My life is a roiling mass of transition right now. Three months of pregnancy and the ever-encroaching beginning of parental reality have knocked my world around just a bit. The steady and ever-more positive advance through doctoral work is now somewhat up for grabs as the needs of our forthcoming child rearrange all our priorities. Then there’s my relentless schedule of study, teaching prep, work, classes, teaching intro classes, the long, endless hours on public transportation, sleep-deprived nights, and trying to find adequate time to give quantity attention to my wife. And within these last days the anxieties about my brother-in-law’s health, the drepressing realities he faces, even if the surgeries are successful and he survives them, about Anna’s and the baby’s travel safety, and their own emotional health over the coming days.
Life can wig you out pretty good, let me tell you.
Still and all, I hauled my worried self down to the bus stop and headed off to vespers at All Saints Orthodox Church. The silence and calm deliberation which filled the church building was restorative.
Before the service began, one of the parishioners went forward for confession. Archpriest Patrick, busily chanting psalms in quiet Latin, took note, and silently met the person before an altar to one side of the sanctuary, behind which was a cross with a large, life-like icon of the crucified Christ. After some murmured prayers, the two huddled next to one another, heads bowed, as though minutely inspecting something of the most extreme importance. After some moments, Fr Patrick placed his stole over the head and shoulders of the penitent, made the sign of the cross and gave his blessing. The parishioner returned to his seat, and Fr Patrick returned to his chanting of the psalms.
The service proper began with “Blessed is our God always, now and ever and unto ages of ages. Amen.” And in slow, deliberate chant and recitation, we made our way through the prayers and psalms to the benediction. From the cadences of “Man goeth forth unto his work and to his labour until the evening” to the much-repeated petitions of “Lord have mercy.” From the Vesper psalms’ cry of “Lord, I have cried unto thee,hear me. . . . Let my prayer be set forth before thee as incense” to the exultant chant “Let creation rejoice, let the heavens cheer, let the nations clap their hands for joy, for Christ our Savior to the Cross hath nailed our sins; and having slain death and rasied up Adam, the progenitor of mankind, hat granted us life; for He loveth mankind.” From the opening call of “O come let us worship and fall down before the Very Christ, our King and our God” to the closing solemn prayer of Simeon, “Lord, now lettest thou thy servant depart in peace, according to thy word.” And making our way, as if by stages, I found with my fellow pilgrims that which I most needed: “Christ who is always now and ever unto ages of ages.”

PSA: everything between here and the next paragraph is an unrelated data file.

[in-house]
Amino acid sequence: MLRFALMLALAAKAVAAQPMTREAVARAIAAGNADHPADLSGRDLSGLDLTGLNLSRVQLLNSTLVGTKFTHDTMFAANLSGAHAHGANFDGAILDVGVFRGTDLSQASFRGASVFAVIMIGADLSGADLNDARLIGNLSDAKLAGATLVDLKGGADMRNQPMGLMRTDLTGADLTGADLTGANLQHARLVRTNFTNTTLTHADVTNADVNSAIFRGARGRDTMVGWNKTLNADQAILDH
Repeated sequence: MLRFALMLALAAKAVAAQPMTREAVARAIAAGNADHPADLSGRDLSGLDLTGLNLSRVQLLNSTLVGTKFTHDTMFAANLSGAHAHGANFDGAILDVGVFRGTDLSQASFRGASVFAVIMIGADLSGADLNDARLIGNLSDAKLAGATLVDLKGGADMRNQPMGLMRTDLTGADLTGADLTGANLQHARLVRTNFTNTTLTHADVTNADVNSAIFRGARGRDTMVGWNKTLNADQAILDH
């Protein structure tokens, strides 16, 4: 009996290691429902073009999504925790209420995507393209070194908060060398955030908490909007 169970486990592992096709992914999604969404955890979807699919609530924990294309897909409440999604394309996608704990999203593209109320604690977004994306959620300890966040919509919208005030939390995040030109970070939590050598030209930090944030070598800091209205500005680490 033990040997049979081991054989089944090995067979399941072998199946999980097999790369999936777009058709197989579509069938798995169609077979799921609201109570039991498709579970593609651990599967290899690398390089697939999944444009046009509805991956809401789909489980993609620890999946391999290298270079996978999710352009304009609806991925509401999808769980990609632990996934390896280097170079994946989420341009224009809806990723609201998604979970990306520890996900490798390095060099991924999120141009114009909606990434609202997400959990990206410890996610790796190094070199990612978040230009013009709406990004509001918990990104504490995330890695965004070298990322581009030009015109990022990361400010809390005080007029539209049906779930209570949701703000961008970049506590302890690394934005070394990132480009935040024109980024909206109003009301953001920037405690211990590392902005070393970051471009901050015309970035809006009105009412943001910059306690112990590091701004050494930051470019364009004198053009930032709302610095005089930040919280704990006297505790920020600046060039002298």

How different is this world in which I found myself so clearly anchored this evening. And how often I forget it. The lection for this evening’s Scripture was from Judges 2:14ff. Fr Patrick observed: There is no such thing as a neutral culture. Every culture has a religion, every religion a culture. The Israelites were not enticed after the demonic gods of Canaan by the child sacrifices. Rather, by stages, they were enticed by a culture in which sex and sexuality suffused everything. Asherah poles, after all, were little more than statues of large phalluses. And in a culture in which sex is omnipresent, so, too, will be one of the consequences of sex: pregnancy. And in Canaan, those many children were sacrificed and killed to appease the gods of sex and power the Canaanites followed.
How carefully I must walk in my world. This chaotic life can give me ample opportunity to be inattentive to my pathway, to be enticed by the godless culture around me, and to be blind to the humanity that suffers under its weight. Their only hope, and mine, is him who calls us all to the narrow way, the ladder of ascent, by which in faith, energized by God’s uncreated grace, we are transfigured on the mountain with him and in him.
O Lord Jesus Christ, our God, through the intercessions of thine immaculate Mother, of blessed Joseph, the righteous Benedict, father of monks, the priest martyr Eleutherius, the holy John Climacus, the bishop and martyr Onesimus, and of all thy saints, have mercy on us, bring healing to Delane, and spread your unwavering protection over Anna. Amen.